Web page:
Malaysia

Lawyers end march, say to keep up pressure on assembly law

Lim hands over a copy of the Bar Council’s alternative Bill to deputy minister Datuk V. K. Liew in Parliament today. — Picture by Jack OoiLim hands over a copy of the Bar Council’s alternative Bill to deputy minister Datuk V. K. Liew in Parliament today. — Picture by Jack OoiKUALA LUMPUR, Nov 29 — The Bar Council warned the Najib administration today it will “continue knocking on the doors of Parliament” if the Peaceful Assembly Bill is passed without public consultation.

Malaysian Bar President Lim Chee Wee urged the government to consider the council’s proposed alternative to the government’s original Bill, which he described as an “unjust law made in haste ... which will impose unreasonable and disproportionate fetters on freedom of assembly”.

The Bar Council president said the body is “pro-justice and pro-rule of law”. — Picture by Jack OoiThe Bar Council president said the body is “pro-justice and pro-rule of law”. — Picture by Jack Ooi

“The Bar will continue knocking on the doors of Parliament if the Bill makes it to the statute books in its current form. We will not give up hope,” he vowed during a brief press conference in Parliament here.

Lim was addressing reporters just moments after he led hundreds of lawyers in the council’s “Walk for Freedom” march to Parliament as a sign of their open defiance of a law they claim infringes on Malaysians’ constitutional rights.

When asked if the council would continue holding more protests if today’s Bill is approved, Lim declined to comment, saying, “Let me finish today first and let’s see how things turn out.”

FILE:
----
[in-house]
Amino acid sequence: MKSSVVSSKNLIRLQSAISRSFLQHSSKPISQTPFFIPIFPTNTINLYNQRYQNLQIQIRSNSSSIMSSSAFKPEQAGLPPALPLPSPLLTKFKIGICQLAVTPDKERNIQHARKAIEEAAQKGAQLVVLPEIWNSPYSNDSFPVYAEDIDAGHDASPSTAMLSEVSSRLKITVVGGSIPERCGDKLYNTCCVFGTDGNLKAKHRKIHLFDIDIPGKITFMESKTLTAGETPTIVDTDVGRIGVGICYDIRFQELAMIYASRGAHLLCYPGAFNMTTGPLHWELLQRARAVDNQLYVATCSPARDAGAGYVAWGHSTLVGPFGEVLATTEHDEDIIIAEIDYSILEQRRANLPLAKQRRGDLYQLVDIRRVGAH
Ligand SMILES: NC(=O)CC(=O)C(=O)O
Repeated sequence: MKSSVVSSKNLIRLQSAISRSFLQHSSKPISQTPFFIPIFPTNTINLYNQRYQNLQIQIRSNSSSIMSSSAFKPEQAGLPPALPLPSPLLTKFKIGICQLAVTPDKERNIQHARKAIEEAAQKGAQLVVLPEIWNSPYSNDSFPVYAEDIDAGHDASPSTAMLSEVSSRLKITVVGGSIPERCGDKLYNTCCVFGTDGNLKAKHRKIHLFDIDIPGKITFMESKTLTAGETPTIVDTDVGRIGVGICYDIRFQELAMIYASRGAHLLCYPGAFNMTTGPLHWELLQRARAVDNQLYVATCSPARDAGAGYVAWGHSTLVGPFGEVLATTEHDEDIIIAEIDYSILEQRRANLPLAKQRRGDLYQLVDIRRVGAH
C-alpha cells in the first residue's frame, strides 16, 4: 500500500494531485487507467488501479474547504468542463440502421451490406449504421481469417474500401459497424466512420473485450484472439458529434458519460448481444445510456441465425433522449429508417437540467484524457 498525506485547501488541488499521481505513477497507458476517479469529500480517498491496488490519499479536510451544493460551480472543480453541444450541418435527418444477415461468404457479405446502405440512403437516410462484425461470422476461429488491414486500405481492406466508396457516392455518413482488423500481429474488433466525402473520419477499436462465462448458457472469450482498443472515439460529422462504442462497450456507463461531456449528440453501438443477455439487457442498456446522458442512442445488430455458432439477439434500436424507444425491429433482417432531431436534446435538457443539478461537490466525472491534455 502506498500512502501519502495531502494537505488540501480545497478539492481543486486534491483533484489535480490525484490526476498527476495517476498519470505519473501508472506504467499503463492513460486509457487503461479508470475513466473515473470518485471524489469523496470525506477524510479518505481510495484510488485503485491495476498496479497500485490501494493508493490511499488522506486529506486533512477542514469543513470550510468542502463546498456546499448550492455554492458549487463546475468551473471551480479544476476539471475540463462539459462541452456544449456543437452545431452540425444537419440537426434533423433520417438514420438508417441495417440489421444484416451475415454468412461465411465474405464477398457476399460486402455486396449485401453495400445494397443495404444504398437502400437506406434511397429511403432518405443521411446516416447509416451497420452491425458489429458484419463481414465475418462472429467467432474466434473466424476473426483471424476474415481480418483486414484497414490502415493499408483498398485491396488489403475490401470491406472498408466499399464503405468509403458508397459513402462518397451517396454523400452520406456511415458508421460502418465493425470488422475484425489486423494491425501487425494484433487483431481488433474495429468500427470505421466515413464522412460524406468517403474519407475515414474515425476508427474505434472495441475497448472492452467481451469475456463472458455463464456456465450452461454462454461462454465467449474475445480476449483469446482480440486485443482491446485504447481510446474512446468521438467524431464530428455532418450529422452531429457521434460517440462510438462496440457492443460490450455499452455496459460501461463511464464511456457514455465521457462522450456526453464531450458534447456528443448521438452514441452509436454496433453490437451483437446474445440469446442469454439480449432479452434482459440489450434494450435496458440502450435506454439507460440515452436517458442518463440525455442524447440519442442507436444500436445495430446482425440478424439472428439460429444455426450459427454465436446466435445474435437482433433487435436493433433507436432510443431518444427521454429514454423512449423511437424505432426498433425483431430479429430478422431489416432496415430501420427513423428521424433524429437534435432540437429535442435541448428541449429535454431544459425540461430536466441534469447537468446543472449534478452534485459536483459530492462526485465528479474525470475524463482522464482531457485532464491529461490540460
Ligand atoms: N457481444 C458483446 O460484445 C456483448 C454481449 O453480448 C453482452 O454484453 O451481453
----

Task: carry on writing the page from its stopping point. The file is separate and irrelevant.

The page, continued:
He acknowledged that any marches held after the Bill is gazetted into law would be against the law but added, “History is full of civil disobedience and events, which have led to changes for the better in the country.”

“But I am a cautious and eternal optimist in that our 222 MPs will uphold the rule of law and the Constitution (when they vote today).”

A protestor holds a sign during the march against the Peaceful Assembly Bill today. — Picture by Jack OoiA protestor holds a sign during the march against the Peaceful Assembly Bill today. — Picture by Jack OoiThe prominent lawyer, along with nine other representatives from the council, were earlier allowed through Parliament gates and into the lobby to hand over a copy of its alternative Bill to deputy minister Datuk V. K. Liew and a letter of appeal urging MPs to vote wisely.

“We are not anti-government or pro-opposition. We are anti-injustice and anti-unconstitutionality ... We are pro-justice and pro-rule of law. We have always worked closely with the government,” Lim told Liew when handing over the documents.

“We, the members of the Bar are hopeful and will certainly pray that the wakil rakyat will read what we have to say, deliberate, and vote according to conscience and not according to party whip.

“We urge the prime minister, who has made good announcements on Malaysia Day, not to be influenced by others, but to return to the path of transformation that he had promised the rakyat,” he added.

The police presence at today’s march. — Picture by Jack OoiThe police presence at today’s march. — Picture by Jack OoiDatuk Seri Najib Razak announced a raft of reforms during his Malaysia Day message in September, including the repeal of the Internal Security Act and amendments to other security laws, and promised to increase civil liberties.

Lim also told reporters today that “our country was founded on procession”, pointing to the historic 15,000-strong pre-Merdeka procession led by Datuk Onn Jaafar to protest the formation of the Malayan Union by the British on February 27, 1946.

“Processions or assemblies in motion are very much deep in the history of Malaysia ... which is why we urge the government — do not, with the stroke of the pen, strike back against the very foundation of this nation,” he said.

Liew accepted the council’s alternative Bill from Lim and promised to go through the document.

“I will do the best I can,” he promised Lim.

Comments